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Some Like It Hot — review of three jazz albums made by women

by Paul Dmitryev
Some Like It Hot — review of three jazz albums made by women

It’s not widely known in the West, but 1959’s musical comedy ‘Some Like It Hot’ has been extremely popular in Soviet Union. For some ideological reasons (for example, there was no sex in Soviet Russia), the movie has been renamed to ‘There are only women in jazz’ during USSR’s screening.

It has been some sort of revelation for mere Soviets. At first, party has officially admitted that jazz exists, and it’s nice, and peoples of USSR are ready to embrace it. To mention, few years before one might be imprisoned for holding a vinyl of Charlie Parker at home.

Secondly, USSR has always tried to be one step forward in terms of women rights, thus showing girls-only jazz band as an example of emancipated women has been more ideologically advisable, than outdated argument about an accordion being more patriotic than saxophone.

Those days are long gone, and it is interesting to describe what’s happening to women’ modern contemporary. We’ve found three albums as examples, and are proud to introduce them.

Angela Davis — Little Did They Know

Let’s begin with unique matrix glitch. The album of white saxophone player (!) Angela Davis. The namesake of famous black activist was born in Australia and has released two barely remarkable recordings. Yet, the third one is well ripen and racy. It has not surprised musical critics, but at the same time attracted some attention.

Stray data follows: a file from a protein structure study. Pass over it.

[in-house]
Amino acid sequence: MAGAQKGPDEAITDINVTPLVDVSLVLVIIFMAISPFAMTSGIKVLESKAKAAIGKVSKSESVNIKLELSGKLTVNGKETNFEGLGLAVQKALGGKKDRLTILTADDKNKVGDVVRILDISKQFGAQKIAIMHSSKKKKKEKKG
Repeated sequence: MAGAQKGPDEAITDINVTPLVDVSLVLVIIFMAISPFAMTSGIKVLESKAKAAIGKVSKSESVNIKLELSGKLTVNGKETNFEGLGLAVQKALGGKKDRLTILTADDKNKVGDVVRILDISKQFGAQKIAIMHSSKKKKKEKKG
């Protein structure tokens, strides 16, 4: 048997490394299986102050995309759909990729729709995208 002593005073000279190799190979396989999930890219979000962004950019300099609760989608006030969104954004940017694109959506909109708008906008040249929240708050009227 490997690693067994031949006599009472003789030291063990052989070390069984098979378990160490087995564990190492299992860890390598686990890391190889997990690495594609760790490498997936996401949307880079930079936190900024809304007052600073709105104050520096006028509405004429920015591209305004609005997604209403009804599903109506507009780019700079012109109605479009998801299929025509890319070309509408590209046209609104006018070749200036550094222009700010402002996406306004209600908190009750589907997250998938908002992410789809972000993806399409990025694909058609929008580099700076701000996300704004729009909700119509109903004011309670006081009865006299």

There’s a strange effect in musical critique routine, from time to time. Some albums look unique succulent, yet they have poor listener response. Contrarywise, dull at the first glance recordings, sometimes gain tremendous amount of auditions. Critics usually overlook these recordings by looking for something prominent. ’Little Did They Know’ could a dark horse — nothing extraordinary, yet very comforting and palliative.

Trish Clowes — Ninety Degrees Gravity

Trish is completely opposite to previous jazz-woman. She plays tenor sax, as well, but more prone towards experimental and sophisticated jazz. There’s not as much of ambiance in ‘Ninety Degrees Gravity’, but countervailed by frisky solos. Interesting that Trish’s manner of improvisation strongly resembles guitar one rather than traditional saxophone approach (or maybe author of this review is listening to much of Coltrane).

‘Ninety Degrees Gravity’ isn’t the best representative of London’s modern contemporary wave. Listening to it blindly, it more resembles works from New York, lacking British theatrical artistry. One can even relate this recording to mild progressive or jazz-rock.

In other words, don’t expect seductive relaxation and enjoy mastership.

Melissa Aldana — Visions

The third sax-o-woman was born in the city of Santiago, the capital of Chile. Unexpectedly, she’s the one who represents modal jazz in this selection, — not her colleagues from Сommonwealth.
‘Visions’ is tricky. Melissa is meekly modulating, changing keys and signatures, decomposing the composition. The piano has been recorded by Sam Harris (not to be confused with prominent western atheist-philosopher), who is known for sympathy to neo-bop. Melissa keeps the album in margins that allow it to be enjoyed by unsophisticated music lover. One can enjoy not only the athlete-grade instrumental virtuosity, but music per se.

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